The real beauty of renewable energy
It is axiomatic to say that developers exaggerate the benefits of their products. (‘Solar panel output only 10 per cent‘, South Wales Evening Post, 22 May 2015). ‘Twas ever thus.
Readers of my age will no doubt remember the promises made in the 1950s that nuclear power would provide us with electricity that was too cheap to meter. And let’s not get started on broadband speeds!
When the National Grid was first established in the 1930s, over 50% of the energy produced was wasted through inefficiencies. It has taken us 80 years to get to the current state where transmission losses are below 10%.
These days technology moves a lot faster, and we are seeing improvements in the efficiency of renewable energy systems almost daily.
But the real beauty of renewable energy is that we can all do it. We no longer need to rely on multi-national big business to provide our energy needs.
Even with the current state of the technology it is possible for individuals and community groups to get a net benefit from renewables.
And if we were to develop small scale renewables to the maximum extent, with solar panels on all our houses, schools, public buildings and businesses, that would be an awful lot of 10 percents; an awful lot of clean, safe energy generated; an awful lot of carbon footprints reduced; an awful lot of domestic energy bills cut.
As the Scots say, “Many a mickle maks a muckle” – a lot of little things add up to a big thing.
Politics is a dirty game
I find myself in a quandary over whether to vote tomorrow.
I’ve been giving a lot of thought to something Russell Brand said (I think to Ed Milliband; quoted in last Sunday’s ‘Independent’):
“It is not that I am not voting out of apathy. I am not voting out of absolute indifference and weariness and exhaustion from the lies, treachery and deceit of the political class that has been going on for generations.”
Of course he seems to have changed his mind in the last few days, and is now advising people to vote Labour unless they live in Scotland or Brighton Pavilion; but the argument remains compelling.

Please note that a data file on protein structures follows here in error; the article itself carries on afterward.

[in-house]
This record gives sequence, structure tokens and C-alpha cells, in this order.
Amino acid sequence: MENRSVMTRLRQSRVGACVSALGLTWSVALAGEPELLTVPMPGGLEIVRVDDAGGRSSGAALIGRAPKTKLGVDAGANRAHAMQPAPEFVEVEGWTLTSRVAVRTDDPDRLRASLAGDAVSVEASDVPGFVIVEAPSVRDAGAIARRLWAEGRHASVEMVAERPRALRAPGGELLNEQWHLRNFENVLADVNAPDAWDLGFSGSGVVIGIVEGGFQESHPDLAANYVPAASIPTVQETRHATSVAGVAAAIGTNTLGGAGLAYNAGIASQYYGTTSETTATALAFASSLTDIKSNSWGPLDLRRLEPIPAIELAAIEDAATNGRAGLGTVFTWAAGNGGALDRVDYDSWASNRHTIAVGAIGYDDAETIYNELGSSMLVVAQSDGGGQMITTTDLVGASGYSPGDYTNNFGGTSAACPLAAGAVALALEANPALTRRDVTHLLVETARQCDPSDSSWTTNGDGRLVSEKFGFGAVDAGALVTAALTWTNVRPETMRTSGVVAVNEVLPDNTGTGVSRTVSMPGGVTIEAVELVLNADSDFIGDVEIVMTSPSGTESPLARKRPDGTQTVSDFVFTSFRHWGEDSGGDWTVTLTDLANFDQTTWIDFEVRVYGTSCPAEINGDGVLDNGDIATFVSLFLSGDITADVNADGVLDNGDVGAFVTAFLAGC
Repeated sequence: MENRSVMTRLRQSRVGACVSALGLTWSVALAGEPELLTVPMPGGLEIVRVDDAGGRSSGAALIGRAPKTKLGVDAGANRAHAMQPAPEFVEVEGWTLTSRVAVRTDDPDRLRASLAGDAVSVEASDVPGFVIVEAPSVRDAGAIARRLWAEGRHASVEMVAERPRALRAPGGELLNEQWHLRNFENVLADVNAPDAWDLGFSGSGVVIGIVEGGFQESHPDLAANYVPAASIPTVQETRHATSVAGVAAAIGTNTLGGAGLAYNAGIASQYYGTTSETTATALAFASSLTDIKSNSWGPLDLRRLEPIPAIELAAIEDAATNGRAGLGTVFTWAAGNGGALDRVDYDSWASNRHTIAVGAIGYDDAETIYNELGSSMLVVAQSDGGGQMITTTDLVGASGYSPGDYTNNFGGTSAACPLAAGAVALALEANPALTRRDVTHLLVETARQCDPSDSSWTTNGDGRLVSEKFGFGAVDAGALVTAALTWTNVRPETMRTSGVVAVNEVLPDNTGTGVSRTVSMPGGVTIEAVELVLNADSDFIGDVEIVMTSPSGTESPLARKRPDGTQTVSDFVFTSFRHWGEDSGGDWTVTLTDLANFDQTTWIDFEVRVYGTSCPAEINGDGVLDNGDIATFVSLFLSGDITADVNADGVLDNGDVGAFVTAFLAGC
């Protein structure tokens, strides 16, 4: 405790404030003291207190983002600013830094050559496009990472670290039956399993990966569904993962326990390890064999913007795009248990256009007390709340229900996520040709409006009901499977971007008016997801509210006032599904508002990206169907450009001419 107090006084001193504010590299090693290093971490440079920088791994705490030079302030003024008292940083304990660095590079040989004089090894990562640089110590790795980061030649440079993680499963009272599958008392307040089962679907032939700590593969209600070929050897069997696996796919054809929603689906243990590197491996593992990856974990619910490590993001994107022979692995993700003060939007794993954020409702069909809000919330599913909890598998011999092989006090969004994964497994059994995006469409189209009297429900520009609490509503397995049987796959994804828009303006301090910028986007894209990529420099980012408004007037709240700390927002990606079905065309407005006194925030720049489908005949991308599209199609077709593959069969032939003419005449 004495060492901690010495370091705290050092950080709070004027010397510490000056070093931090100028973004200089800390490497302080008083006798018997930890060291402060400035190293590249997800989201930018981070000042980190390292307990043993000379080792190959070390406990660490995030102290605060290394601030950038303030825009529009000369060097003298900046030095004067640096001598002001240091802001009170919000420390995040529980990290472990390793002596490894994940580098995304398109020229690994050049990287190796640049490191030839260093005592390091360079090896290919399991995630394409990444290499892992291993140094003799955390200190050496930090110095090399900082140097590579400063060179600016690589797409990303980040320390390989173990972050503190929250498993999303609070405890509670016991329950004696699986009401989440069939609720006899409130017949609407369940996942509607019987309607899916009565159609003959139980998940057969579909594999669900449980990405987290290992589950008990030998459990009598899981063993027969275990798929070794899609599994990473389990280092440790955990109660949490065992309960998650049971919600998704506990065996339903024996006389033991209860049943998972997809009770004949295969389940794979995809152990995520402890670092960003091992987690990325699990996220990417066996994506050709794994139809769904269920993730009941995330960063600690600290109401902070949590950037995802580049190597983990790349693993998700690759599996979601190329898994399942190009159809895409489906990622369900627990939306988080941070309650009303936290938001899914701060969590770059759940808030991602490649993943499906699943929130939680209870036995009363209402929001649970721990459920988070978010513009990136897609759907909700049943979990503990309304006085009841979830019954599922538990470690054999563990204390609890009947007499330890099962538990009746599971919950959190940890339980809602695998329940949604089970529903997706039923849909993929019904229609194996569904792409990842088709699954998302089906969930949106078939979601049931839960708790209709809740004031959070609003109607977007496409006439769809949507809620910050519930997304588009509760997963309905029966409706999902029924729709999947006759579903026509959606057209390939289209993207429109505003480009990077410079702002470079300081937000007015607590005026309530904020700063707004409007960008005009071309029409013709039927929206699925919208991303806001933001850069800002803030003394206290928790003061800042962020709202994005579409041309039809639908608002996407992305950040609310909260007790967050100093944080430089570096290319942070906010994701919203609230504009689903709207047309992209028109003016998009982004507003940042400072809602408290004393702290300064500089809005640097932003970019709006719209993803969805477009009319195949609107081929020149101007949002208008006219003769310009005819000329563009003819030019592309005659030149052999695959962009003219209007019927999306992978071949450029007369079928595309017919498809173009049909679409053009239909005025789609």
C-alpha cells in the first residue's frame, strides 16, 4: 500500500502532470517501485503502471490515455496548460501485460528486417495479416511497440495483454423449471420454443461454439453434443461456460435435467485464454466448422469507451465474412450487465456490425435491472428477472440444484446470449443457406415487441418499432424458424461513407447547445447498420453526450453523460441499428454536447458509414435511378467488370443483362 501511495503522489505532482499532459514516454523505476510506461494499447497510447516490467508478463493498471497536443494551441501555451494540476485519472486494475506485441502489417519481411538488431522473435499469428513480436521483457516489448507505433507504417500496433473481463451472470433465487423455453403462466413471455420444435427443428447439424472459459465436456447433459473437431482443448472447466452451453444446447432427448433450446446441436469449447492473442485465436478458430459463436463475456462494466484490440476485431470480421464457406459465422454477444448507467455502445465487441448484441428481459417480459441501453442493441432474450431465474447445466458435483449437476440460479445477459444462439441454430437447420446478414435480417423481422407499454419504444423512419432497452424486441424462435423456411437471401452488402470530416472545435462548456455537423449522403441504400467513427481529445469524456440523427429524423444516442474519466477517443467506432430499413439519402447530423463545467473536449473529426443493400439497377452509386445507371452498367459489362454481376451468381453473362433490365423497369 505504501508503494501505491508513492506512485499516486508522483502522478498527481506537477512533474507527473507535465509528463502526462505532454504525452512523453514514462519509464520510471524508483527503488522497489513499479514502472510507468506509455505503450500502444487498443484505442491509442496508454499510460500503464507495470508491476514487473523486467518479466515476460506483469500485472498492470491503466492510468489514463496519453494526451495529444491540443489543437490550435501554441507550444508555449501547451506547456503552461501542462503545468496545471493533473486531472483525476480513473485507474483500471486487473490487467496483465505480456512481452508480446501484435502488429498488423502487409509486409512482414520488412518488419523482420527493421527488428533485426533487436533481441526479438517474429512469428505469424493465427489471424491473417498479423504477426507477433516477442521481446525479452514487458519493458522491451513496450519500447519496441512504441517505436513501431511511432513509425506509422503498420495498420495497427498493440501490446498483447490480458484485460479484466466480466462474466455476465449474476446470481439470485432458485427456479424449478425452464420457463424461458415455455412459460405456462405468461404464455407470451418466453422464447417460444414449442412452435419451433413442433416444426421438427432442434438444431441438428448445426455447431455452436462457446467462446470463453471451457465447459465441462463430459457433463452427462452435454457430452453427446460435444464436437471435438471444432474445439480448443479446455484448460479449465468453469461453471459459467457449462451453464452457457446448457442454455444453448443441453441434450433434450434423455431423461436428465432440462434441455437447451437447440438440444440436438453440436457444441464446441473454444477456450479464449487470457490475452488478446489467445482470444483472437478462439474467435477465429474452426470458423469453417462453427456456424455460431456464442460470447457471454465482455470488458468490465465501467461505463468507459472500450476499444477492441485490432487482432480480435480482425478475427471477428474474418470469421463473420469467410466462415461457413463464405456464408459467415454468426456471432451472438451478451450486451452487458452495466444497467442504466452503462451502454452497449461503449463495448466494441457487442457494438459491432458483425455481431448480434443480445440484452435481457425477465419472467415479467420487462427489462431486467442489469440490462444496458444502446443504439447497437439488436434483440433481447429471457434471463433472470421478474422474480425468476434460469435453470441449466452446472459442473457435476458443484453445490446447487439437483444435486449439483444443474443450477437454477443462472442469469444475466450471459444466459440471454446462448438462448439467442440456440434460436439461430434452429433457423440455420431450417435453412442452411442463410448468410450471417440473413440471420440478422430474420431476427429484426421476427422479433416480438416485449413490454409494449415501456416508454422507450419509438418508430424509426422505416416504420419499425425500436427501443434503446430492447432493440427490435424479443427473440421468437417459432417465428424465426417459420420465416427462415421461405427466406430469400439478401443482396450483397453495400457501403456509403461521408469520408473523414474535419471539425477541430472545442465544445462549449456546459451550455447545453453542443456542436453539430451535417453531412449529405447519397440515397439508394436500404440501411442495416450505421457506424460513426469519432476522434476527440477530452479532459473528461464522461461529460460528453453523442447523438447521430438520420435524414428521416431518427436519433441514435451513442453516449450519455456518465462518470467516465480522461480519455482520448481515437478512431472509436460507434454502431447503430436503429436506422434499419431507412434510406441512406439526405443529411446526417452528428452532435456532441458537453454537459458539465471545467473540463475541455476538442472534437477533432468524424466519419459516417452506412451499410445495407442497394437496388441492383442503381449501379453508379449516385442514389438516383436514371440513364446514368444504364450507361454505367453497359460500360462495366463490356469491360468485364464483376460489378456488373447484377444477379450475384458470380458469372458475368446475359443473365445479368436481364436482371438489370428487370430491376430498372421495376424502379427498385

In the 30+ years since I began voting I’ve always voted Green when I could – when there was a Green candidate to vote for – with one exception.
About 10 years ago I found myself unable to support a local Green candidate due to my concerns about his personal veracity.
That individual subsequently withdrew from active involvement in Wales Green Party, but has recently re-emerged and taken up his erstwhile strategy of flinging mud around at anyone and everyone who disagrees with him or has a different viewpoint.
Yesterday I was given details of a recent facebook post in which this person attacked not only me but also a close friend who was until recently a very active member of Wales Green Party.
The attack is completely unfounded, cowardly and extremely distasteful, the more so as it comes from someone who purports to represent a party that claims to be different and above the dirty tactics of the other parties.
The fact that both my friend and I spent years working hard for the Green Party, campaigning, canvassing, funding our local parties (in my case from my own pocket) and standing in elections at all levels – much of the time with scant help from anyone beyond our local parties – obviously counts for nothing with this particular individual. It seems that, for him, commitment and hard work do not earn credit unless you’re working to his vision of the world.
This incident has further dented my already shaky faith in Wales Green Party, and led me to wonder if the Welsh Greens are anything other than just another political party.
My quandary now is can I vote for a party that gives voice and perhaps even credence to such an unpalatable individual?
When it comes to it I’ll probably do the right thing and vote Green, even though a good result for the local Green candidate will almost certainly be used as another stick to beat me with (because I was the previous candidate, and lost my deposit (which I remind you, came from my own pocket!)).
But my vote will be a tactical vote, rather than a vote for either the party or their candidate.
I’ll be voting for electoral reform, because only then will we be able to form governments that truly reflect the people of the UK and the way they vote.
If the smaller parties get more votes but no more seats in this election, it will add authority to arguments for electoral reform.
Politics is such a dirty game, but I live in hope that somebody will eventually stand by their stated principles and begin the long overdue job of cleaning it up!